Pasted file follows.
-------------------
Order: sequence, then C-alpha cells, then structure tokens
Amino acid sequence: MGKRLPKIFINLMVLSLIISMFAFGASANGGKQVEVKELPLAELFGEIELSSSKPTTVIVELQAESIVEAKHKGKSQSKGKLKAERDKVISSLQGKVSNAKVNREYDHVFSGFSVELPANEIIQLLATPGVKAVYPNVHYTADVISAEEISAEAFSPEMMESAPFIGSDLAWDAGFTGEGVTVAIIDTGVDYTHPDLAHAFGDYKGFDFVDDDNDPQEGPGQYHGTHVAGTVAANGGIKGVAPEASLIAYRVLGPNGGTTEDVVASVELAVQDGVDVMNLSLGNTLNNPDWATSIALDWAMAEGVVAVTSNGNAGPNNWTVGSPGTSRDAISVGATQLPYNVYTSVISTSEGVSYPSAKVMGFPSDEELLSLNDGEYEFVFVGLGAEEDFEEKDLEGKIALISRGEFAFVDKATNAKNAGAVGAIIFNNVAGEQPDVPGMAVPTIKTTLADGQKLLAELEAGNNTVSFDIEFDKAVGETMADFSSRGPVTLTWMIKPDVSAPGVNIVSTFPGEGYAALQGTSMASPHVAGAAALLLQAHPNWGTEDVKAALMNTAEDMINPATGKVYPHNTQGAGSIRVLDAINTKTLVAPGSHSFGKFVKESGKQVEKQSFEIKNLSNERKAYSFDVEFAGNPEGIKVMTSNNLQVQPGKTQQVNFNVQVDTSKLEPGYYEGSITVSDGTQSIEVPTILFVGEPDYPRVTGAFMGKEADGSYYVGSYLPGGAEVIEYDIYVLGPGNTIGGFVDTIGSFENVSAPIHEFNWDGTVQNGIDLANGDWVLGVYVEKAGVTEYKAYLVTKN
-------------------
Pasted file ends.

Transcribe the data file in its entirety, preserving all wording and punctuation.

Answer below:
Order: sequence, then C-alpha cells, then structure tokens
Amino acid sequence: MGKRLPKIFINLMVLSLIISMFAFGASANGGKQVEVKELPLAELFGEIELSSSKPTTVIVELQAESIVEAKHKGKSQSKGKLKAERDKVISSLQGKVSNAKVNREYDHVFSGFSVELPANEIIQLLATPGVKAVYPNVHYTADVISAEEISAEAFSPEMMESAPFIGSDLAWDAGFTGEGVTVAIIDTGVDYTHPDLAHAFGDYKGFDFVDDDNDPQEGPGQYHGTHVAGTVAANGGIKGVAPEASLIAYRVLGPNGGTTEDVVASVELAVQDGVDVMNLSLGNTLNNPDWATSIALDWAMAEGVVAVTSNGNAGPNNWTVGSPGTSRDAISVGATQLPYNVYTSVISTSEGVSYPSAKVMGFPSDEELLSLNDGEYEFVFVGLGAEEDFEEKDLEGKIALISRGEFAFVDKATNAKNAGAVGAIIFNNVAGEQPDVPGMAVPTIKTTLADGQKLLAELEAGNNTVSFDIEFDKAVGETMADFSSRGPVTLTWMIKPDVSAPGVNIVSTFPGEGYAALQGTSMASPHVAGAAALLLQAHPNWGTEDVKAALMNTAEDMINPATGKVYPHNTQGAGSIRVLDAINTKTLVAPGSHSFGKFVKESGKQVEKQSFEIKNLSNERKAYSFDVEFAGNPEGIKVMTSNNLQVQPGKTQQVNFNVQVDTSKLEPGYYEGSITVSDGTQSIEVPTILFVGEPDYPRVTGAFMGKEADGSYYVGSYLPGGAEVIEYDIYVLGPGNTIGGFVDTIGSFENVSAPIHEFNWDGTVQNGIDLANGDWVLGVYVEKAGVTEYKAYLVTKN